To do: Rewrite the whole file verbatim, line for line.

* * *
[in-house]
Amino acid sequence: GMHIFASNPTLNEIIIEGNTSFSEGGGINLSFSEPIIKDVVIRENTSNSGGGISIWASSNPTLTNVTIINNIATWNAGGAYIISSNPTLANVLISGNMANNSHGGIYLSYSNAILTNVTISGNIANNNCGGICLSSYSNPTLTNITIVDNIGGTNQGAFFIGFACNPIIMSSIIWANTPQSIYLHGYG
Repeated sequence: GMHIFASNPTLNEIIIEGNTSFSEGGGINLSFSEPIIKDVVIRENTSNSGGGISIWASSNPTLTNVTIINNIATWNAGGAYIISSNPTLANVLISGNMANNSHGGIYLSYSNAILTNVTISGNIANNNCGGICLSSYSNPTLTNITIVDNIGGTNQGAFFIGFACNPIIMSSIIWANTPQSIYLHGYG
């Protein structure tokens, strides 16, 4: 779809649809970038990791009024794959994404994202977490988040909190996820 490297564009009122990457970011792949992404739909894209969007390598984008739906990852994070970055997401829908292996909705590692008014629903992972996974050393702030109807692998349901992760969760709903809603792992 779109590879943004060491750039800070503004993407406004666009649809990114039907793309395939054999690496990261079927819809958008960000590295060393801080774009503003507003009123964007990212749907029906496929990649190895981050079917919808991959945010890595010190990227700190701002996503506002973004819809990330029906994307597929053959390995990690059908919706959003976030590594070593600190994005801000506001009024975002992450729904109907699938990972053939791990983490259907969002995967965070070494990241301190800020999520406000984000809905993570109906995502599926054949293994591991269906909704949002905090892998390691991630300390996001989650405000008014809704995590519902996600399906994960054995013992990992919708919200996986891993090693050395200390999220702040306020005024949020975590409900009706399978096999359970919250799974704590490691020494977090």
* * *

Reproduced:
[in-house]
Amino acid sequence: GMHIFASNPTLNEIIIEGNTSFSEGGGINLSFSEPIIKDVVIRENTSNSGGGISIWASSNPTLTNVTIINNIATWNAGGAYIISSNPTLANVLISGNMANNSHGGIYLSYSNAILTNVTISGNIANNNCGGICLSSYSNPTLTNITIVDNIGGTNQGAFFIGFACNPIIMSSIIWANTPQSIYLHGYG
Repeated sequence: GMHIFASNPTLNEIIIEGNTSFSEGGGINLSFSEPIIKDVVIRENTSNSGGGISIWASSNPTLTNVTIINNIATWNAGGAYIISSNPTLANVLISGNMANNSHGGIYLSYSNAILTNVTISGNIANNNCGGICLSSYSNPTLTNITIVDNIGGTNQGAFFIGFACNPIIMSSIIWANTPQSIYLHGYG
């Protein structure tokens, strides 16, 4: 779809649809970038990791009024794959994404994202977490988040909190996820 490297564009009122990457970011792949992404739909894209969007390598984008739906990852994070970055997401829908292996909705590692008014629903992972996974050393702030109807692998349901992760969760709903809603792992 779109590879943004060491750039800070503004993407406004666009649809990114039907793309395939054999690496990261079927819809958008960000590295060393801080774009503003507003009123964007990212749907029906496929990649190895981050079917919808991959945010890595010190990227700190701002996503506002973004819809990330029906994307597929053959390995990690059908919706959003976030590594070593600190994005801000506001009024975002992450729904109907699938990972053939791990983490259907969002995967965070070494990241301190800020999520406000984000809905993570109906995502599926054949293994591991269906909704949002905090892998390691991630300390996001989650405000008014809704995590519902996600399906994960054995013992990992919708919200996986891993090693050395200390999220702040306020005024949020975590409900009706399978096999359970919250799974704590490691020494977090």